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RATIONALE: Giving chemotherapy, such as fludarabine and cyclophosphamide, and total-body irradiation before a donor peripheral blood stem cell transplant helps stop the growth of cancer or abnormal cells. It also helps stop the patient's immune system from rejecting the donor's stem cells. When the healthy stem cells from a donor are infused into the patient they may help the patient's bone marrow make stem cells, red blood cells, white blood cells, and platelets. Sometimes the transplanted cells from a donor can make an immune response against the body's normal cells. Removing T cells from the donor cells before transplant and giving cyclosporine or tacrolimus before and after transplant may stop this from happening. Giving an infusion of the donor's T cells (donor lymphocyte infusion) later may help the patient's immune system see any remaining cancer or abnormal cells as not belonging to the patient's body and destroy them (graft-versus-tumor effect).
PURPOSE: This phase II trial is studying how well a donor peripheral blood stem cell transplant works in treating patients with hematologic cancer or other disease.
- Determine the overall survival rate at day 200 in patients with hematologic cancers or other diseases who undergo allogeneic peripheral blood stem cell transplantation using the CliniMACS® CD34 Reagent System for T-cell depletion followed by delayed T-cell add-back.
- Determine the safety of this regimen, in terms of the nonrelapse mortality rate at day 200, in these patients.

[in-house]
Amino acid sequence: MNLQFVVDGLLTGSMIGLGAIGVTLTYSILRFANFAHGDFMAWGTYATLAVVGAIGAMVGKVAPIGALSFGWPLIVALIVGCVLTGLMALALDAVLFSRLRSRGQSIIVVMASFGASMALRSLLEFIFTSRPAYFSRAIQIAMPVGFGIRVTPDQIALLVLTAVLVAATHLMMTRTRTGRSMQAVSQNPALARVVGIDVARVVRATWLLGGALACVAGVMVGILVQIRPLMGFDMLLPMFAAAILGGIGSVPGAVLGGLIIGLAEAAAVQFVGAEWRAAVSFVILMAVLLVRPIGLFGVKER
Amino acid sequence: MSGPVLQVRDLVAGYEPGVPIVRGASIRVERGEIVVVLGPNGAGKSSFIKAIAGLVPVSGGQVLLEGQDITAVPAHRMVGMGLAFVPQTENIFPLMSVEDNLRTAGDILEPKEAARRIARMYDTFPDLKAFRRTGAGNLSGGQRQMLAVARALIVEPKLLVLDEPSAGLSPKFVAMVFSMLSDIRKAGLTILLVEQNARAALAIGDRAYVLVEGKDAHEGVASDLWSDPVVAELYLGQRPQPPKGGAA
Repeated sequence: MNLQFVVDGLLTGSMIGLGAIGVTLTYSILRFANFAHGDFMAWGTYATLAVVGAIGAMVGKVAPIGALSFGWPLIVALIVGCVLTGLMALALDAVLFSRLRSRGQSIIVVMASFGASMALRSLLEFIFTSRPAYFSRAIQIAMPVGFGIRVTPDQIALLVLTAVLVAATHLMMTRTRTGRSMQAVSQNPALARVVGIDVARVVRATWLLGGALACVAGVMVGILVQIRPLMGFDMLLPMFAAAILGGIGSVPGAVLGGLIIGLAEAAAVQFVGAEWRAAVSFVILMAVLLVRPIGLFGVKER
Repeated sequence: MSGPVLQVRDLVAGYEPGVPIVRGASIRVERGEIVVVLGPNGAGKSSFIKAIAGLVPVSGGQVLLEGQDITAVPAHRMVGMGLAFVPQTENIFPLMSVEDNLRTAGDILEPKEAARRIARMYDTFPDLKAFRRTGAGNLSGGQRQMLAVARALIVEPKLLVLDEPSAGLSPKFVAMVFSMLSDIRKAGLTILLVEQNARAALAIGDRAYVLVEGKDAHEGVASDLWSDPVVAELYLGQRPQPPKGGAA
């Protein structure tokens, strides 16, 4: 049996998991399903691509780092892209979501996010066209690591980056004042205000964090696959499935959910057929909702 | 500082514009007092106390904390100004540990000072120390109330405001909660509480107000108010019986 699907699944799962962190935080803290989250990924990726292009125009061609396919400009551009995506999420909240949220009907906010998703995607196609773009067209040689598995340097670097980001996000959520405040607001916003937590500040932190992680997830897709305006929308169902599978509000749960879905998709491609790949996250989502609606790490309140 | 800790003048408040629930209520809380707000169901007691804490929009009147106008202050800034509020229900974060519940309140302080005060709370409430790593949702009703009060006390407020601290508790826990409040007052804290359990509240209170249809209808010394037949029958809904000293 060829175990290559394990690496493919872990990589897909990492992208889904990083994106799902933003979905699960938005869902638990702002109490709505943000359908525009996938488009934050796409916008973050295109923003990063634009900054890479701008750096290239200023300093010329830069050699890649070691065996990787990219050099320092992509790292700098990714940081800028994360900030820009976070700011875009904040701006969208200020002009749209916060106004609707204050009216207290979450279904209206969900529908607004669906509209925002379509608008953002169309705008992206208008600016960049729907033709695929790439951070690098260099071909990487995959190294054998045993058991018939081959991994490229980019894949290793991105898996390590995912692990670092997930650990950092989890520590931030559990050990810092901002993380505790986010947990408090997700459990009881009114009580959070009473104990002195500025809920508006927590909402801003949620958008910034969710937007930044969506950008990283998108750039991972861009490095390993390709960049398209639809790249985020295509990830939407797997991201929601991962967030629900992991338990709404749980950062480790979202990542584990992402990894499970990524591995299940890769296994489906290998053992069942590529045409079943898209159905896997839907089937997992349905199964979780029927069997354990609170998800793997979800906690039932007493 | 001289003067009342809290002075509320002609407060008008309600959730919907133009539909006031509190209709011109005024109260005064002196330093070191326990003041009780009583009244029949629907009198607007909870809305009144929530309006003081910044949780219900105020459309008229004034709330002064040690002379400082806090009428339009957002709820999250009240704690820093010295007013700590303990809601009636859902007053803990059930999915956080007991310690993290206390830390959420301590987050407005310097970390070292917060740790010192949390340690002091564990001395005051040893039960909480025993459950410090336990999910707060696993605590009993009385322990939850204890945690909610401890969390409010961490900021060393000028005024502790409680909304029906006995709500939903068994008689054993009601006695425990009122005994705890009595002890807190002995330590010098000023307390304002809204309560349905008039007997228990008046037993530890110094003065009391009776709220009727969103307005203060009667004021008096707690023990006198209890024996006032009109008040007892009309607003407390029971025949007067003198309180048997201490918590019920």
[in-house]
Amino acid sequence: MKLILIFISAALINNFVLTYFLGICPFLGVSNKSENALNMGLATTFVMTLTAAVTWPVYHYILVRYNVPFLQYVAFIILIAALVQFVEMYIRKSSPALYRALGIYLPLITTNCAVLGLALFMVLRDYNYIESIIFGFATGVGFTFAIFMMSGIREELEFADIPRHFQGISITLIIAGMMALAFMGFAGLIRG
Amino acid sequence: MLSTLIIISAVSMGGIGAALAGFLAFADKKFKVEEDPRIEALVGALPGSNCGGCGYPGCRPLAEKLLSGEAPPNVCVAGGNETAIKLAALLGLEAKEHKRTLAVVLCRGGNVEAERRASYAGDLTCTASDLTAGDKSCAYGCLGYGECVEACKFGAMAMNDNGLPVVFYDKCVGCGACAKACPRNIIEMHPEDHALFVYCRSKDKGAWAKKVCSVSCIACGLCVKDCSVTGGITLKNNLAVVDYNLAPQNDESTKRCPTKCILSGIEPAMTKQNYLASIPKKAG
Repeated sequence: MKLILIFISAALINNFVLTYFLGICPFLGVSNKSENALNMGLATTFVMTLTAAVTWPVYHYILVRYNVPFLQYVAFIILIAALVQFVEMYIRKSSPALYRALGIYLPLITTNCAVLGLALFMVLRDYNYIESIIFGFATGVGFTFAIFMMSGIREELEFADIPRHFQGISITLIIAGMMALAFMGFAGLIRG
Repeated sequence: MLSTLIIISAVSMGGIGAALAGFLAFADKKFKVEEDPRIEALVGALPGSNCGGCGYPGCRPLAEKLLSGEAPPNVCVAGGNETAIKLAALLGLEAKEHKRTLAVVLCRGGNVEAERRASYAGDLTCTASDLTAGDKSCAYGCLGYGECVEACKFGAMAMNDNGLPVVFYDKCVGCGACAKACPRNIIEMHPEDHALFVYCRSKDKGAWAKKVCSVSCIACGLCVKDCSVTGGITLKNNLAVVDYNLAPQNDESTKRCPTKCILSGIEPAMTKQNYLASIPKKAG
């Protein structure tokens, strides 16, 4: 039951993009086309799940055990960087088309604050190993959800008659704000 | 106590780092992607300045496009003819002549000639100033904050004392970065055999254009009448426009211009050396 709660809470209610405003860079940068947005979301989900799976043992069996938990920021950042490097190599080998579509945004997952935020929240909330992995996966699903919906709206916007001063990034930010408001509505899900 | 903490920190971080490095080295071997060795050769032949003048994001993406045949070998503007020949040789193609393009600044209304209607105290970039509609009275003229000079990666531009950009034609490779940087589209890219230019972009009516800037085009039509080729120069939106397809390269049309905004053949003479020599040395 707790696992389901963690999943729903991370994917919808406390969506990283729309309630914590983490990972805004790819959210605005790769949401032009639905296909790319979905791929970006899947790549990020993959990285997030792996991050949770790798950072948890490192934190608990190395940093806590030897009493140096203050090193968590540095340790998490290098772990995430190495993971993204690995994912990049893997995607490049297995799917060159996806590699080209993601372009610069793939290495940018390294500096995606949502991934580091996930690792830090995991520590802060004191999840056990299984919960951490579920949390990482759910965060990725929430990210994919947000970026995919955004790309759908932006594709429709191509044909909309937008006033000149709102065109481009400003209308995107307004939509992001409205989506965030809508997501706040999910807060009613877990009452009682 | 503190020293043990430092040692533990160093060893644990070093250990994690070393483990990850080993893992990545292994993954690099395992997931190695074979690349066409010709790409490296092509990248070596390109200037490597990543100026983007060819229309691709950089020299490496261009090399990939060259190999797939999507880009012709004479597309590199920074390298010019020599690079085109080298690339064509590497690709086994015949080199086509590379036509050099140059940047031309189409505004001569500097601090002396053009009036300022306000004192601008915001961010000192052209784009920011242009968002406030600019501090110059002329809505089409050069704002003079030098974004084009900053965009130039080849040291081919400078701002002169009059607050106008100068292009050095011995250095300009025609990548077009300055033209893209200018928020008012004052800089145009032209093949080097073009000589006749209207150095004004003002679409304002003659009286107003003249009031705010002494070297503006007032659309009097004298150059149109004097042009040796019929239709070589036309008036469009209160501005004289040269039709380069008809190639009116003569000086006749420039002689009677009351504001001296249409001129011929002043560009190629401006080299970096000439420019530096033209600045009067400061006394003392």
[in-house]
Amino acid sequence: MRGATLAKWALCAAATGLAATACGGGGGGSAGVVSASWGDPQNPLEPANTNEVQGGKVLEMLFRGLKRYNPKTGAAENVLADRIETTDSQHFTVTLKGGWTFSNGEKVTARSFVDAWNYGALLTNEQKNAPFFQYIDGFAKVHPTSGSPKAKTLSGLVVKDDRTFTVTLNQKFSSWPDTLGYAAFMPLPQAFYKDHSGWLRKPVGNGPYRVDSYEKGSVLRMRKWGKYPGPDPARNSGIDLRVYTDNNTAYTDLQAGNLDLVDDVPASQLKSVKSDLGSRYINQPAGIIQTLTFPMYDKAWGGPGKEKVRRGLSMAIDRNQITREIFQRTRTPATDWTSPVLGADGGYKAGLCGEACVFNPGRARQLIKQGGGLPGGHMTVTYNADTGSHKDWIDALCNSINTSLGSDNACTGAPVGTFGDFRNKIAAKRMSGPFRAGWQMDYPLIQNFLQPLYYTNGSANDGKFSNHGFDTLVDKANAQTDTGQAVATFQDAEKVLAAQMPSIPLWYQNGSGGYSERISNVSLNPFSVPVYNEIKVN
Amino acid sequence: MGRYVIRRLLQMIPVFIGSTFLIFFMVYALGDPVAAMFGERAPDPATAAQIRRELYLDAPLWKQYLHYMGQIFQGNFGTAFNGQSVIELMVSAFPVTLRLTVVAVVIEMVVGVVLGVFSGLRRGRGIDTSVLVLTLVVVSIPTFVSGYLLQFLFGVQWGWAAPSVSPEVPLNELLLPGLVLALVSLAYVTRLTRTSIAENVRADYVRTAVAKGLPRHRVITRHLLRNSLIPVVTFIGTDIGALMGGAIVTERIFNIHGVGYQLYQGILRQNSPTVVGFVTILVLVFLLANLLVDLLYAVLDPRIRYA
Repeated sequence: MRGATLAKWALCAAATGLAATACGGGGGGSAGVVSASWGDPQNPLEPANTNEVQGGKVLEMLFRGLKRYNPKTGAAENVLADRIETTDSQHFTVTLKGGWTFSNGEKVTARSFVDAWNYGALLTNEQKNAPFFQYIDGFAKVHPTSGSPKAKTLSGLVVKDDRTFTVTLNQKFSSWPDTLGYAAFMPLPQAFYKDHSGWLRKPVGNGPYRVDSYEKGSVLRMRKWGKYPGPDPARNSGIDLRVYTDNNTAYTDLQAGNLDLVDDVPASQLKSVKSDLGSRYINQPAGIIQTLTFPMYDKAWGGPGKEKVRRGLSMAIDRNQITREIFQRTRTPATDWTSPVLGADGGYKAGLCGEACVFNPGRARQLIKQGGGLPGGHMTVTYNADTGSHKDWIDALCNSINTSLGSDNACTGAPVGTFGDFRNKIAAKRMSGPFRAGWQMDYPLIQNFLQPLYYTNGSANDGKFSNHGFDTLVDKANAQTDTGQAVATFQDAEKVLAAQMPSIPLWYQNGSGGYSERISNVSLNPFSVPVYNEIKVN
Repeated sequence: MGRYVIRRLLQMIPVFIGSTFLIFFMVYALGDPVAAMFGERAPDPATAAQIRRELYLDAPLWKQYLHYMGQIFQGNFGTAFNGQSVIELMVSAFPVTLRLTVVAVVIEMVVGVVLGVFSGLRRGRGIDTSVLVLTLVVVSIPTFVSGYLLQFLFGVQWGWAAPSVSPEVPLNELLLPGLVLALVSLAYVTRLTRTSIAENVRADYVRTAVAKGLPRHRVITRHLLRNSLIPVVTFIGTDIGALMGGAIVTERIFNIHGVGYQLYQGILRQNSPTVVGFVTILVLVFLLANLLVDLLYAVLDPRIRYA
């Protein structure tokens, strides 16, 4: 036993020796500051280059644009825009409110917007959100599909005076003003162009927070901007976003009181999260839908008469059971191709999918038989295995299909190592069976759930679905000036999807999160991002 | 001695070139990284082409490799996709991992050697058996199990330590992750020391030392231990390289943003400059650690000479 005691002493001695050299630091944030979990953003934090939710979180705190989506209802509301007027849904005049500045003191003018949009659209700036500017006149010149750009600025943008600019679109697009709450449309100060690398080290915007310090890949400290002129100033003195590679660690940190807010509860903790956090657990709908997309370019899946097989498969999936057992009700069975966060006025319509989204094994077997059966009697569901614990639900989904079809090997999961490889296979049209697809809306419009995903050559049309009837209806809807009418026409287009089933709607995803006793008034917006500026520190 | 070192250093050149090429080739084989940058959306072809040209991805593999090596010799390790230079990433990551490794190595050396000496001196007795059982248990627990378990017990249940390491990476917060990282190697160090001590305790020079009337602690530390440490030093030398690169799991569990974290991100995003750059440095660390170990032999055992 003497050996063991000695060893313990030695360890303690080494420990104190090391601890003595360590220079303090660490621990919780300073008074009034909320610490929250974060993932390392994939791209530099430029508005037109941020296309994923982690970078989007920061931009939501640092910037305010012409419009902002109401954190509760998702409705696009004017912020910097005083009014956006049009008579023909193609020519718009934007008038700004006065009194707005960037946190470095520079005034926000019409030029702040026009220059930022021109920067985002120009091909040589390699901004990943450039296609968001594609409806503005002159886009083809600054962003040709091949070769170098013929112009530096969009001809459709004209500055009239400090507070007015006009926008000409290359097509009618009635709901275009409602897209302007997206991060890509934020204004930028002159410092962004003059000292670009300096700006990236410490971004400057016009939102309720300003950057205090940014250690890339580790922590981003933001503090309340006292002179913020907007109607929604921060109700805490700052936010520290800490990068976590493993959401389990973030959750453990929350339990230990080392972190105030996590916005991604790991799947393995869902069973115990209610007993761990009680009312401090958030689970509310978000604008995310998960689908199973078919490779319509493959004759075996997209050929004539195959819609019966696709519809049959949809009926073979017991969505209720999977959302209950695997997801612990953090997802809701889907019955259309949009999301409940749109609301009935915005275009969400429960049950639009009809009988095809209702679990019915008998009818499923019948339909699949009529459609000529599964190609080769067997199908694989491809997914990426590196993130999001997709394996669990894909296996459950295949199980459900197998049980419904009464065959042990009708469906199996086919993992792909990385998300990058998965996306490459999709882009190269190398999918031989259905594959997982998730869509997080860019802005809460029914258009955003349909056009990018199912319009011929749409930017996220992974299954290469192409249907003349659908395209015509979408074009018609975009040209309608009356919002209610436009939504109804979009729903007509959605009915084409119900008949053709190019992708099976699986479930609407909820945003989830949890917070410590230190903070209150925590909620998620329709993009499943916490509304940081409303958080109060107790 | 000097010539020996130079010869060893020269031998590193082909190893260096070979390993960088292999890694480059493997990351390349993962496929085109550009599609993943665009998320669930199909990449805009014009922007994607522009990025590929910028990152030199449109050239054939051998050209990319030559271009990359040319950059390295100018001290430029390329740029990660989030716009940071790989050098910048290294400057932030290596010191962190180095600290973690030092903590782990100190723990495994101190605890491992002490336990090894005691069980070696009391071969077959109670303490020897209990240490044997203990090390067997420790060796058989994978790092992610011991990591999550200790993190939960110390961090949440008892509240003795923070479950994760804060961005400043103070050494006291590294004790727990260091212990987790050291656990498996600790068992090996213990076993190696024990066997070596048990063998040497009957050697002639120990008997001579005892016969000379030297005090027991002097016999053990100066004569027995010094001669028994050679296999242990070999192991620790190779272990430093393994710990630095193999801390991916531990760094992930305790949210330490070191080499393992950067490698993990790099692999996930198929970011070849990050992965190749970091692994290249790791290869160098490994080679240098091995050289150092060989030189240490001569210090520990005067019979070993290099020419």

- Myeloablative preparative regimen: Patients receive fludarabine phosphate IV over 30 minutes on days -8 to -4 and cyclophosphamide IV over 1 hour on days -3 and -2. Patients also undergo high-dose* total body irradiation (TBI) twice daily on days -7 to -4.
NOTE: *Patients over 55 years of age receive reduced-dose TBI.
- Allogeneic peripheral blood stem cell (PBSC) transplantation: Patients receive T-cell-depleted (via the CliniMACS® CD34 Reagent System), filgrastim (G-CSF)-mobilized, donor PBSC IV over 4 hours on day 0.
- Graft-versus-host-disease (GVHD) prophylaxis: Patients receive cyclosporine (or tacrolimus) IV or orally twice daily on days -6 to 21, and then again beginning on day 89 and continuing up to day 150, followed by a slow taper to day 180, in the absence of GVHD.
- Donor lymphocyte infusion (DLI): Patients receive delayed T-cell add-backs of donor lymphocytes IV over 1 hour on day 90. If relapse occurs, patients may receive DLI before day 90 or as a repeat infusion.
After completion of study therapy, patients are followed periodically for 3 years.
Masking: Open Label, Primary Purpose: Treatment
Chronic Myeloproliferative Disorders
therapeutic allogeneic lymphocytes, cyclophosphamide, cyclosporine, fludarabine phosphate, tacrolimus, allogeneic hematopoietic stem cell transplantation, in vitro-treated peripheral blood stem cell transplantation, peripheral blood stem cell transplantat
NIH - Warren Grant Magnuson Clinical Center
National Cancer Institute (NCI)
Published on BioPortfolio: 2014-08-27T03:41:38-0400
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A family of immunophilin proteins that bind to the immunosuppressive drugs TACROLIMUS (also known as FK506) and SIROLIMUS. EC 5.2.1.-
A cyclic undecapeptide from an extract of soil fungi. It is a powerful immunosupressant with a specific action on T-lymphocytes. It is used for the prophylaxis of graft rejection in organ and tissue transplantation. (From Martindale, The Extra Pharmacopoeia, 30th ed).
A macrolide isolated from the culture broth of a strain of Streptomyces tsukubaensis that has strong immunosuppressive activity in vivo and prevents the activation of T-lymphocytes in response to antigenic or mitogenic stimulation in vitro.
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